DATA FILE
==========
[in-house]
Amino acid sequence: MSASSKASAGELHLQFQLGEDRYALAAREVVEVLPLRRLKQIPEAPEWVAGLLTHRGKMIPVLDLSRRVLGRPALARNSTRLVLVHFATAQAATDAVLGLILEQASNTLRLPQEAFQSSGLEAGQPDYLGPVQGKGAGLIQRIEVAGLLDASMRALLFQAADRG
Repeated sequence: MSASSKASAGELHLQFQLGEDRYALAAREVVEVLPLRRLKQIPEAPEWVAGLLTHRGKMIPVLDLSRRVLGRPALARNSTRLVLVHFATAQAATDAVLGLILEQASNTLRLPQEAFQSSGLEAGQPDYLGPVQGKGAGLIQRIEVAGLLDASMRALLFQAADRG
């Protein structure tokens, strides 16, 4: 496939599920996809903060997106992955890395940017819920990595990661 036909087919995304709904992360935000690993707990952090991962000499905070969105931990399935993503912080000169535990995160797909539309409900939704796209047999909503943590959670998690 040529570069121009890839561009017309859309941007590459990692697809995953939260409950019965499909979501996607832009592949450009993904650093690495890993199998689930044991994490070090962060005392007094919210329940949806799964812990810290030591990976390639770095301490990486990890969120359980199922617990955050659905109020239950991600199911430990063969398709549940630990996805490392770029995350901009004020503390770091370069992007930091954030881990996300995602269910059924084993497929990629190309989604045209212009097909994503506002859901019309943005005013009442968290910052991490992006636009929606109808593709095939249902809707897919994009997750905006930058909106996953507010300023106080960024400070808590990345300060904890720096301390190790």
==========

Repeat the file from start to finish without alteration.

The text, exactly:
[in-house]
Amino acid sequence: MSASSKASAGELHLQFQLGEDRYALAAREVVEVLPLRRLKQIPEAPEWVAGLLTHRGKMIPVLDLSRRVLGRPALARNSTRLVLVHFATAQAATDAVLGLILEQASNTLRLPQEAFQSSGLEAGQPDYLGPVQGKGAGLIQRIEVAGLLDASMRALLFQAADRG
Repeated sequence: MSASSKASAGELHLQFQLGEDRYALAAREVVEVLPLRRLKQIPEAPEWVAGLLTHRGKMIPVLDLSRRVLGRPALARNSTRLVLVHFATAQAATDAVLGLILEQASNTLRLPQEAFQSSGLEAGQPDYLGPVQGKGAGLIQRIEVAGLLDASMRALLFQAADRG
């Protein structure tokens, strides 16, 4: 496939599920996809903060997106992955890395940017819920990595990661 036909087919995304709904992360935000690993707990952090991962000499905070969105931990399935993503912080000169535990995160797909539309409900939704796209047999909503943590959670998690 040529570069121009890839561009017309859309941007590459990692697809995953939260409950019965499909979501996607832009592949450009993904650093690495890993199998689930044991994490070090962060005392007094919210329940949806799964812990810290030591990976390639770095301490990486990890969120359980199922617990955050659905109020239950991600199911430990063969398709549940630990996805490392770029995350901009004020503390770091370069992007930091954030881990996300995602269910059924084993497929990629190309989604045209212009097909994503506002859901019309943005005013009442968290910052991490992006636009929606109808593709095939249902809707897919994009997750905006930058909106996953507010300023106080960024400070808590990345300060904890720096301390190790």